Raising the temperature of target tissue sufficient to cause necrosis and resorption requires deposition of significant amounts of RF or microwave energy. In addition, in order to avoid conductive dissipation of the heat generated and collateral damage to adjacent tissue, it is desirable to deposit the microwave energy with a high energy density to produce rapid heating in the target tissue. Given the size limitation for devices, such as antennas or needles, which can be inserted via catheters to deposit RF or microwave energy, it is difficult to generate enough energy density in the target tissue to produce the desired result. Further, needle delivery of conducted RF has the limitation that tissue is destroyed only quite close to the needle. Accordingly, treatments may have to be administered in less than optimal ways or for more than optimal times. It would be desirable to have a means for enhancing the deposition of microwave energy in target tissue while leaving surrounding tissue relatively unaffected.

In addition, the absorption of microwave radiation in tissue is not selective. Radiating microwave energy through the urethra, for example, may cause nearly as much damage to the urethra as to the adjacent prostate tissue. Selectivity in other applications can be a problem as well. Since it is usually desirable to preserve the patient's adjacent non-target tissue as much as possible, this result is less than optimal.

Sievert et al., U. S. Pat. No. 5,197,940, issued Mar. 30, 1993, approached the objective of enhancement using seeding. These inventors first seed the prostate with metallic slivers. The second step is to use an antenna to irradiate the patient with RF radiation at approximately 115 kHz. Sievert et al. recommend frequencies from 50 to 200 kHz and possibly up to 500 kHz. The seeds are tailored to absorb the radiation and heat surrounding tissue. The limitation of this invention is the necessity to emplace the seeds.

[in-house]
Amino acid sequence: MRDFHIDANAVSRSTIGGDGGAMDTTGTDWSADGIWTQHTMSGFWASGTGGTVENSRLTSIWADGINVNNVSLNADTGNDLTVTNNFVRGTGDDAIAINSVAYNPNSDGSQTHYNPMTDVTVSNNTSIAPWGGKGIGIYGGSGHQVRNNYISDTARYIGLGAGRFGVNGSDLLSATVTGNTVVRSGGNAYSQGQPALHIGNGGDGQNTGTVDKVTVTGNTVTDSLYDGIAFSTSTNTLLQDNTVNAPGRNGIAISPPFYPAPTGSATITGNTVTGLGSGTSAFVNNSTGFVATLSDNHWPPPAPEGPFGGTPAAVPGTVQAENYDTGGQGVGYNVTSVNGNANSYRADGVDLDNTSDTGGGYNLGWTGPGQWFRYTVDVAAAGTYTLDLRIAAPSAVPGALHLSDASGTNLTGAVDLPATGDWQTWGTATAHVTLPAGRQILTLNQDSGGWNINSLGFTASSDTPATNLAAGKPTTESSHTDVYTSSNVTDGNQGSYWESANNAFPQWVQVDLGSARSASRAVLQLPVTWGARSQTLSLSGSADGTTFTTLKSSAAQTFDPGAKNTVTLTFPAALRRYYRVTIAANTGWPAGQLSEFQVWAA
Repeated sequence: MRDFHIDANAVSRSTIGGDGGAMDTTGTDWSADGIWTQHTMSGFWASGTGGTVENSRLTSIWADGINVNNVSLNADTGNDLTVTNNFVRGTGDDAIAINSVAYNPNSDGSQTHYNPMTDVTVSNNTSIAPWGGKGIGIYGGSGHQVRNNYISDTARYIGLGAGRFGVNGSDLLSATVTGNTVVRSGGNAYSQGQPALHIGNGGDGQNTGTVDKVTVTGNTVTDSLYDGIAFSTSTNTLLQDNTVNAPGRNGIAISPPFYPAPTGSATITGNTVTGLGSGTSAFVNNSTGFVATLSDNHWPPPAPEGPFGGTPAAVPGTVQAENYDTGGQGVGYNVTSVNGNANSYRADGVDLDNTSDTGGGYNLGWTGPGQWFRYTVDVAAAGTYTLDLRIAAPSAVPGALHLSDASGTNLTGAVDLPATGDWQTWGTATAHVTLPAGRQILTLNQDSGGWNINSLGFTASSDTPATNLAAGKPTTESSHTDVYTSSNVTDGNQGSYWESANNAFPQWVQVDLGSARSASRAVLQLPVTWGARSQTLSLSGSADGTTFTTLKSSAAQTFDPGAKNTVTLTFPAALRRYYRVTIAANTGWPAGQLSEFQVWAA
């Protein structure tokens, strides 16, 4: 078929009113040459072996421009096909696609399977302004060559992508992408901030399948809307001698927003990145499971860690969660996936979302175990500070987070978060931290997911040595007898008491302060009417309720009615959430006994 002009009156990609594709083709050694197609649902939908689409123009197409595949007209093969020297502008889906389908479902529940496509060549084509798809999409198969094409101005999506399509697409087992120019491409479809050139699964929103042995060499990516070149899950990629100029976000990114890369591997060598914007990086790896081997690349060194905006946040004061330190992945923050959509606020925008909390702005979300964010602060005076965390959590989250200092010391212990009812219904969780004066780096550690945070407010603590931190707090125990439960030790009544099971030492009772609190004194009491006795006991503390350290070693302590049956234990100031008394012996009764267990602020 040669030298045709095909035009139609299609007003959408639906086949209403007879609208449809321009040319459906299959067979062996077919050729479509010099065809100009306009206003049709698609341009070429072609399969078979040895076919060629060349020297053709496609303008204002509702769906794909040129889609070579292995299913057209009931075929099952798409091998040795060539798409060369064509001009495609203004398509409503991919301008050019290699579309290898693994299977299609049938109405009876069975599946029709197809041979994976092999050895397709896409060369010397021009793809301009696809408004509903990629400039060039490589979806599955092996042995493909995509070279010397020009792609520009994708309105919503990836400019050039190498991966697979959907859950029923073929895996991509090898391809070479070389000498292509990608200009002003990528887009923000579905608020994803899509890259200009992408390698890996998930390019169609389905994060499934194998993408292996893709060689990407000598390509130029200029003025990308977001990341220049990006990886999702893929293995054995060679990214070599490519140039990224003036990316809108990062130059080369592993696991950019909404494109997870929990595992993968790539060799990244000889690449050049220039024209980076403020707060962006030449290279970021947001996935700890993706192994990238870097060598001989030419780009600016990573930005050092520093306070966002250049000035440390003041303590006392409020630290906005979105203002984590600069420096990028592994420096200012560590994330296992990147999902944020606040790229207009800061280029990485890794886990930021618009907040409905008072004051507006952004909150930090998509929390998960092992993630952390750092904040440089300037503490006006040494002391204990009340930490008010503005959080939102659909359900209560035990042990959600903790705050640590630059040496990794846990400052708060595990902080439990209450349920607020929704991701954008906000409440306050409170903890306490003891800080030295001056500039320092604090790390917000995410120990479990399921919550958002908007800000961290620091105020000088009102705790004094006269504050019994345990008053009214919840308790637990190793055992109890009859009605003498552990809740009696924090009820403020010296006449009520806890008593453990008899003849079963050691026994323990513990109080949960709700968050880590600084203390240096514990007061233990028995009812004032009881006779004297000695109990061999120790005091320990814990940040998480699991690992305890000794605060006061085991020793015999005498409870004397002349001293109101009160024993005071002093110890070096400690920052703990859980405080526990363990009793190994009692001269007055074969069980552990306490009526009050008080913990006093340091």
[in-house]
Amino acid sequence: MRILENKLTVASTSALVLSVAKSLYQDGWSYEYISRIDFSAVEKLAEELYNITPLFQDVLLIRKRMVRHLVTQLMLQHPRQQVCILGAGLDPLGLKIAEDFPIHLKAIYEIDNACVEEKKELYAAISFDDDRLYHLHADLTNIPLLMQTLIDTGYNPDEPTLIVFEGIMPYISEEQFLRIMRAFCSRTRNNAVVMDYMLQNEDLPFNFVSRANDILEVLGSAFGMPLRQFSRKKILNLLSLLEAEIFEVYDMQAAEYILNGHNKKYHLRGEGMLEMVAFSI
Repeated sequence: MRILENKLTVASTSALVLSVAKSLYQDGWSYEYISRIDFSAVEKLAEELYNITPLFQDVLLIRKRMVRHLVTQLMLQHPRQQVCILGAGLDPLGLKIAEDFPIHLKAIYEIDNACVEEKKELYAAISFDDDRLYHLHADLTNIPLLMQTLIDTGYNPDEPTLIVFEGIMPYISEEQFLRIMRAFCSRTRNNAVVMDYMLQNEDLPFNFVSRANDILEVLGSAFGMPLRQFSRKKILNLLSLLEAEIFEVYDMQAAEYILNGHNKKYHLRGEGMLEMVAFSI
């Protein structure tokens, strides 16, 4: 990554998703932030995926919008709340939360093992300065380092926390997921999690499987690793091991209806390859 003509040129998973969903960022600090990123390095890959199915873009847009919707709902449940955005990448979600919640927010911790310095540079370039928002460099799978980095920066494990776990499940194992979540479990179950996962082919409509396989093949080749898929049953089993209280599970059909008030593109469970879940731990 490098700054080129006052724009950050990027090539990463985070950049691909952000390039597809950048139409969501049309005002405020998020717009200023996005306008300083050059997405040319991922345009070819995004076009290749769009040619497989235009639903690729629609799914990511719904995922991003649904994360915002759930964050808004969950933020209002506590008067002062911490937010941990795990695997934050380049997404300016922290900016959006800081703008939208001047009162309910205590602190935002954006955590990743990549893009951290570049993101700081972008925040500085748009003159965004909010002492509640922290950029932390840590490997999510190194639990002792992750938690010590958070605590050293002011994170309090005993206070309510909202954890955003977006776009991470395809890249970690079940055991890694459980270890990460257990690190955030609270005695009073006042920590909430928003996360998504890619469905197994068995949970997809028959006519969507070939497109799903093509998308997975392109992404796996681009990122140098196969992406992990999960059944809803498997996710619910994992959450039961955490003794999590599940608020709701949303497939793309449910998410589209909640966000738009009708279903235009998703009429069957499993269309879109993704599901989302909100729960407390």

It is therefore an object of the current invention to provide an improvement to the method of depositing RF and microwave ablation of tissue, for example for treating prostate hyperplasia, which enhances the deposition of RF or microwave energy in target tissue. It is a further object of the current invention to provide an improvement to said method which selectively enhances energy deposit in target tissue compared to adjacent tissue.

SUMMARY OF THE INVENTION

The present invention enhances the deposition of microwave energy in target tissue by means of injecting into the target tissue a biocompatible fluid which has high RF or microwave absorption characteristics as appropriate to the particular frequency being used. Preferably the frequency chosen has relatively low absorption in uninjected tissue. In particular, this invention enhances the deposition of RF and microwave energy in target tissue by means of injecting aqueous solutions of salts which create ionic solutions. This invention also enhances the deposit of RF and microwave energy in tissue by means of non-aqueous biocompatible organic fluids comprising either fluids alone or solutions of organic solids in compatible solvents which have absorption bands for microwave energy in wavelength ranges which are useful for microwave ablation of tissue. This invention will enhance absorption of microwave energy selectively by virtue of injecting the enhancing fluid only into the target tissue. It can also enhance selective absorption of microwave energy by using compounds which perfuse target tissue selectively compared to adjacent tissue.

BRIEF DESCRIPTION OF THE DRAWINGS

FIG. 1a shows the approximate absorption characteristics of human tissue for RF up to 10 MHz.

FIG. 1b shows the approximate absorption characteristics of human tissue for RF above 10 MHz and microwave radiation up to 10,000 MHz.

FIG. 2 shows the injection of enhancing fluid into target tissue.

FIG. 3 shows an antenna radiating energy into the target tissue, which selectively absorbs it.

DETAILED DESCRIPTION OF THE INVENTION